By Rittah Odhiambo.
Albert Einstein once said that the hardest thing to understand in the world is the income tax. True to his words the income tax and matters of taxation have been quite intricate even for the most shrewd business people in the world.
Since the passing of the Finance Act, 2019, there has been a lot of discussions and debate on turnover tax (ToT) a form of income tax, which has been re-introduced, as well as on presumptive tax. Most business owners are not well informed and conversant with this category of tax.
The main concerns are whether or not they are obligated to remit the tax when they are required to file the tax returns, whether they are exempted or not, how it works, at what per cent and how it will affect different businesses.
Turnover tax shall be payable by any resident person whose turnover from business does not exceed or is not expected to exceed five million shillings during any year of income.
Turnover tax is the tax calculated against the turnover of a business as opposed to the percentage of profit. It shall be 3% of a business’ turnover or the gross sales and it shall be a final tax paid monthly on or before the 20th day of the preceding month.
It is important to note that there are a number of persons exempted from payment of turnover tax. The tax shall not apply to the income of incorporated companies, rental income, management, professional or training fees and any income subject to a final withholding tax.
With the group of persons exempted and the turnover of business expected to remit the tax, the tax was clearly reintroduced to enable the government tap on the small and medium-sized enterprises and the informal sector, which are growing by the day and are the backbone of the economy and ensure tax compliance for this sector.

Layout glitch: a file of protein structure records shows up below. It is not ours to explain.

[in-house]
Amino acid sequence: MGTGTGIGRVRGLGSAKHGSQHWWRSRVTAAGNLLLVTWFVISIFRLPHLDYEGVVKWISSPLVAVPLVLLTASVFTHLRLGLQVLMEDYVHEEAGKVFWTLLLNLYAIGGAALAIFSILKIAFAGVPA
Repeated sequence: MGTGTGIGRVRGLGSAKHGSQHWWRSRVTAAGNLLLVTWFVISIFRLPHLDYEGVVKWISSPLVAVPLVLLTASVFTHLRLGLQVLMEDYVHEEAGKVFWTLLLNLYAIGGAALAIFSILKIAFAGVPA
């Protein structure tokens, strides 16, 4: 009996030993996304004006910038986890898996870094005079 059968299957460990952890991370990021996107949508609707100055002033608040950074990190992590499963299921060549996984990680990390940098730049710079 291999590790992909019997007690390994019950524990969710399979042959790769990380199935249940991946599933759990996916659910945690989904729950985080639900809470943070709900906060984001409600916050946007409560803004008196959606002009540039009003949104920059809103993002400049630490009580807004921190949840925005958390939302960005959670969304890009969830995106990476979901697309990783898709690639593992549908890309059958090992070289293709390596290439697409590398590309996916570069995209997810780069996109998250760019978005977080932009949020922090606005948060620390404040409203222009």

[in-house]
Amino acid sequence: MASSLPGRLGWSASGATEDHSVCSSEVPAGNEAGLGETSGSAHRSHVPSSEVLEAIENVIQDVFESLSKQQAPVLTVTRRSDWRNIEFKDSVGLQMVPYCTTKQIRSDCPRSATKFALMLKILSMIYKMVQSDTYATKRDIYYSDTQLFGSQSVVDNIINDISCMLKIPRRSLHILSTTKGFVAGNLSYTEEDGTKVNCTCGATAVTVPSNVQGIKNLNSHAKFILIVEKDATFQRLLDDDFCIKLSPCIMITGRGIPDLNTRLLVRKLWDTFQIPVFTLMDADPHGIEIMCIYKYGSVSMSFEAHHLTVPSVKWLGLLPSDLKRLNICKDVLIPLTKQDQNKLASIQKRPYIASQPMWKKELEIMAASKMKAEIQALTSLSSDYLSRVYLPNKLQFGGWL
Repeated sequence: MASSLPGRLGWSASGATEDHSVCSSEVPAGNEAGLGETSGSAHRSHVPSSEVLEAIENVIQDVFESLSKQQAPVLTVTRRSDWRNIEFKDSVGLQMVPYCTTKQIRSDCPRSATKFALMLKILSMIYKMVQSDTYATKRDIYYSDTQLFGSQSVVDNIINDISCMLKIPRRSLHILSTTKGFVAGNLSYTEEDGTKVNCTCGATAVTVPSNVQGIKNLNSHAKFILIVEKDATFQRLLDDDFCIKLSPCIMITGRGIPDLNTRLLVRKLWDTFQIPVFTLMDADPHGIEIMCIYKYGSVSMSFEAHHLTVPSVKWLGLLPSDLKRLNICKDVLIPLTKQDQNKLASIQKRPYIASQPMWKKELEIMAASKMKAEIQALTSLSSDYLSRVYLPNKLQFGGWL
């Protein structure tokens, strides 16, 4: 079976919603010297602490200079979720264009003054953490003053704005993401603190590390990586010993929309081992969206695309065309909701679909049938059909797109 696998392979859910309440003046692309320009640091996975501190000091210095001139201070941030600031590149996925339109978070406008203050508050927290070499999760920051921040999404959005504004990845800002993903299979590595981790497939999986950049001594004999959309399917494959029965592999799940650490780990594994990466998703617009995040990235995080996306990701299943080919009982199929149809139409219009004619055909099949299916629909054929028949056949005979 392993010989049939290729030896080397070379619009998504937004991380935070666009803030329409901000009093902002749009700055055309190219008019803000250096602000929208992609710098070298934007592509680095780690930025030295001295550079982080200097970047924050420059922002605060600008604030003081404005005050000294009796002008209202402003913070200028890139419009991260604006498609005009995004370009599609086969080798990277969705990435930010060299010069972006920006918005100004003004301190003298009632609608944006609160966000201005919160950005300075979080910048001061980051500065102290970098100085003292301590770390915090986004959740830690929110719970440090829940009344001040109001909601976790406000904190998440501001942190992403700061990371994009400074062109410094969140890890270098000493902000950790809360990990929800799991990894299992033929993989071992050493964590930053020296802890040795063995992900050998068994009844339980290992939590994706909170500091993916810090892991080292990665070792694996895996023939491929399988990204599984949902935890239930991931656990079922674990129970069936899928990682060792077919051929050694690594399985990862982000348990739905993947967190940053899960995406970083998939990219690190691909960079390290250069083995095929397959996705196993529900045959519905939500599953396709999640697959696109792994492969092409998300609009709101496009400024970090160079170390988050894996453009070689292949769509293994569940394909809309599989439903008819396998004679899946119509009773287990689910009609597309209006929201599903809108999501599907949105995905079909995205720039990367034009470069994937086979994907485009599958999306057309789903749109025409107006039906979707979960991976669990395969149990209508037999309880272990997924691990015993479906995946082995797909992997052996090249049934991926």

Any person liable for turnover tax shall also be liable for presumptive tax that is equal to fifteen per cent of the amount for business permits or trading licenses. Therefore businesses requiring trading licenses and permits shall still remit presumptive tax.
Presumptive tax paid shall offset turnover tax payable, if a business is liable for both turnover and presumptive tax. The presumptive tax shall be payable at the time of payment of business permits and trade licenses. Unlike the turnover tax payable every month, presumptive tax is done annually at the point of renewal.
Just like for every other law, non-compliance creates offences. There is the offence for late payment of the tax which shall attract a 5% penalty on the tax due while late filing shall attract a penalty of KSh 5,000 monthly. The 5% penalty is also applicable to presumptive tax.
The big question is how the Kenya Revenue Association will ascertain the turnover of a business. The act states that a person subject to turnover tax shall be required to keep records necessary for the determination of the tax which should be in accordance to the Tax Procedure Act, 2015. According to the Act, it is an offence not to keep the business records.
With the kind of business targeted for turnover tax, it is proper to conclude that KRA is going to face a huge drawback as most of the businesses do not really keep their accounting records and do not have the capacity to hire an auditor.
There is also dire need for a simplified tax regime for turnover tax. The presumptive tax has a very simple and straight forward way of filing, making it easy to understand and for KRA to realize.
ToT, on the other hand, is quite complicated, right from the process of registration to the point of filing. It will, therefore, be very hard to have business owners register and even file the returns monthly. Even with the businesses registering, there are high chances that most businesses will undervalue their monthly turnover.
KRA should, therefore, look into incorporating a simple tax administration system and sensitize the taxpayers in order to realize their revenue targets.
Rittah Odhiambo is an advocate of the High Court of Kenya whose speciality and bias is in corporate commercial areas of law. She is currently the Corporate Commercial Lead at Abuor and Associates.
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